Medical terms you'd rather see changed.... - page 7

I hate saying "expired" for someone who is dead and I could also do without seeing "morbid obesity" or even obese in the chart. I know being overweight is a serious health issue, but those words... Read More

  1. by   twotrees2
    Quote from mjlrn97
    Confinement sounds like a prison sentence instead of one of life's greatest events. Lose it!
    LOLOL i have to admit there are times i woner if it isnt a prison sentence HAHAHA - kidding - i agree - really does sound bad to "confine " vs actually say due date lol.
  2. by   twotrees2
    Quote from RNHawaii34
    in my former workplace they used " A/O3X.NSR w/BBB.......I am a newbie, I hate it when they make their own abbreviations! hx, sx, tx? as in texas?

    most places have standard approved abreviations - usually taught in school as well - alert and oriented times three meaning to time place and person - normal sinus rythym , bundle branch block, however many are getting away and encouraging full written words due to some abreviations are to similiar casuing errors to happen.
  3. by   twotrees2
    Quote from tvccrn
    I'm 39 and have been labeled with "geriatric maternal age". I could have handled advanced, but GERIATRIC, come one!!

    LOL there are times though i DO fel like geriatric maternal age LOL. and dh will tell you i act that way at times too - butyeah it does sound nasty.
  4. by   P_RN
    I've seen similar assessment shorthand.

    A/Ox3 RSR /s (M)BSP af /s AS----------circle around the m

    Alert, Oriented times 3
    Regular Sinus Rhythm Without Murmur,
    Breath Sounds Present All Fields Without Adventitious Sounds.

    But just think what a mess that would be defending in court.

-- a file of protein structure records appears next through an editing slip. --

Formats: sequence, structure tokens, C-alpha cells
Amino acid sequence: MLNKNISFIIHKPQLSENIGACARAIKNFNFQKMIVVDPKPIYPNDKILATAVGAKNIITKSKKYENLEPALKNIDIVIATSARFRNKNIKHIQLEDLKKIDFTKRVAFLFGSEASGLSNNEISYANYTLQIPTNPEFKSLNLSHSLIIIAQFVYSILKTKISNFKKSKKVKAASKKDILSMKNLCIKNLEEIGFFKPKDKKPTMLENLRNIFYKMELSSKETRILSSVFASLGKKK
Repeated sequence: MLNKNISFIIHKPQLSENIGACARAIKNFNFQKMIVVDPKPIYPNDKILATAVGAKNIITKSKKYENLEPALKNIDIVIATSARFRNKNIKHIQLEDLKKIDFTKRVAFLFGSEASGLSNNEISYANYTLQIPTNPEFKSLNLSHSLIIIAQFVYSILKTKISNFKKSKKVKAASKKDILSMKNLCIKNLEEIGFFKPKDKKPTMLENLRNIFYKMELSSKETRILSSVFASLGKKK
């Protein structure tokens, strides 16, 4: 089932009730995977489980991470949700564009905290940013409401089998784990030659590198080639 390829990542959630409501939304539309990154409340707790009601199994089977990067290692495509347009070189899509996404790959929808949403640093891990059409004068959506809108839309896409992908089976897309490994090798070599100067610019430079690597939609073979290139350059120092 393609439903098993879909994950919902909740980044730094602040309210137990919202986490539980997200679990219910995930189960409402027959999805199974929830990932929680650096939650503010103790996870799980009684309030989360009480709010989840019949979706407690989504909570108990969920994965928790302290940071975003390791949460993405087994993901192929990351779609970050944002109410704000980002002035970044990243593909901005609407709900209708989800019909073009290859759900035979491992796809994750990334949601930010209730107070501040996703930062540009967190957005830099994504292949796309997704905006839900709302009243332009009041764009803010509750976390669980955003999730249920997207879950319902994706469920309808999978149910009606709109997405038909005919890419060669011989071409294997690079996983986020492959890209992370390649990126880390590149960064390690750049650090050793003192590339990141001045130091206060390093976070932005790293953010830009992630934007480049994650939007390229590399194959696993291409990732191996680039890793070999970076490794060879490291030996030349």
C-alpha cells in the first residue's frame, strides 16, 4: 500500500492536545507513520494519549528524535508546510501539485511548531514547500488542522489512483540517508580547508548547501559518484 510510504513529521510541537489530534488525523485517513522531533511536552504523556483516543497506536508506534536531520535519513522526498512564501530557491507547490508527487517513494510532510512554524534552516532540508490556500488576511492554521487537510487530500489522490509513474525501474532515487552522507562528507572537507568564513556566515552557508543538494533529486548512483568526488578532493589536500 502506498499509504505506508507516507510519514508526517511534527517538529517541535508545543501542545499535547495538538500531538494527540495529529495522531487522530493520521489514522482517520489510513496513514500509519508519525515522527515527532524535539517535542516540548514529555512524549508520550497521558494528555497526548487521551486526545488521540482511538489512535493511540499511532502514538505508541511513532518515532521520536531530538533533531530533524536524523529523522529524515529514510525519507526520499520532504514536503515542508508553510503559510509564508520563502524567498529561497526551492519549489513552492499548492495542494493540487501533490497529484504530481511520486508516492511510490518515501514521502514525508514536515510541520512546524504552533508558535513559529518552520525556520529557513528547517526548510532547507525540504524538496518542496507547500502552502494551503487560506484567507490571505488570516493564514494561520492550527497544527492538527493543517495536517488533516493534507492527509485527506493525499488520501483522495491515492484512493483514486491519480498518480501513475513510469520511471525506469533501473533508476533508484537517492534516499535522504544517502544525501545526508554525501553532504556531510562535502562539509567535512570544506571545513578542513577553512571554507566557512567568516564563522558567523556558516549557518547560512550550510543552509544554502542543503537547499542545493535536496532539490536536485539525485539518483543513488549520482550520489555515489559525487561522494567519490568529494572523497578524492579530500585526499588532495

5. by   Jamesdotter
    Re the compliance/noncompliance issue: It would be helpful if the writer were to specify "was unable" or "was unwilling" to comply with...
  6. by   steve0123
    Quote from Jamesdotter
    Re the compliance/noncompliance issue: It would be helpful if the writer were to specify "was unable" or "was unwilling" to comply with...
    Good call. I think that's a very sensible and much more helpful alternative to the ridiculously PC "non adherence", which achieves nothing more than the term "non compliance" anyway.
  7. by   CarVsTree
    Quote from steve0123
    Good call. I think that's a very sensible and much more helpful alternative to the ridiculously PC "non adherence", which achieves nothing more than the term "non compliance" anyway.
    I don't know, I deal with a LOT of NONCOMPLIANT ppl in my practice. Ppl with C fractures ordered BR/HOB30degrees that refuse to comply. Gangbangers that purposely try to give themselves an infection in their GSW because they don't want to leave the hospital. Yeah, I'll still use non-compliance and refusal in my practice. I don't need extra words to right like refuses to or unable to. I don't really run into "unable to" in my practice. "Pt. is non-compliant" is and will continue to be used in my charting.

    Pulmonary toilet though :trout:
  8. by   PPHawk